More than 600 firefighters in Montana on Tuesday battled to halt the spread of the biggest wildfire in the United States after it torched buildings, raced through forests and drove scores of people from their homes.
The Lodgepole Complex fire was 20 percent contained after laying waste to 250,000 acres (101,171 hectares) of timber, brush and range land near the Missouri River, according to the National Interagency Coordination Center.
“The combination of intense initial attack by the landowners and local resources along with the work of fire crews, has halted most of the fire’s progress,” the Idaho-based center said on its website late on Monday.
It said the fire forced 50 people to evacuate from their homes and has destroyed 22 structures. The center provides logistical support for wild land firefighting.
Data on the center’s website showed Lodgepole was the biggest of 38 large wildfires burning in the western United States.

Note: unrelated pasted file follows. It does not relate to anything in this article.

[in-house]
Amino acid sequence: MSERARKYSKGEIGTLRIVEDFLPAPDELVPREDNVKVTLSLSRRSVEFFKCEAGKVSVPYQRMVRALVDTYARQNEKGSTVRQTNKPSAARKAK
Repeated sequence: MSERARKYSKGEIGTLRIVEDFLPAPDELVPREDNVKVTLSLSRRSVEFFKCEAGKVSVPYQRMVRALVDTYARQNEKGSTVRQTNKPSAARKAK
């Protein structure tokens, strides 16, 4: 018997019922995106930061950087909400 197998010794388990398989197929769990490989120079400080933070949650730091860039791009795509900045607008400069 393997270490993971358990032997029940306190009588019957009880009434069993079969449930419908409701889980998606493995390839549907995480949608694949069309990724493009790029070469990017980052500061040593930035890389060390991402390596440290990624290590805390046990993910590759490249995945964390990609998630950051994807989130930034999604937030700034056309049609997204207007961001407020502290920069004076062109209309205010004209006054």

The 611 firefighters from 34 states tackling Lodgepole will continue to establish containment lines and protect structures, The Bureau of Land Management Montana/Dakotas said on Twitter.
Firefighters were using bulldozers and harrows to plow fire breaks since water alone cannot put out the flames driven by high temperatures, lack of rain and gusty winds, said Tim Engrav, a spokesman for the firefighter coordination center.
The Lodgepole fire was started by lightning on Wednesday, the coordination center said.
(Reporting by Brendan O’Brien in Milwaukee; Editing by W Simon)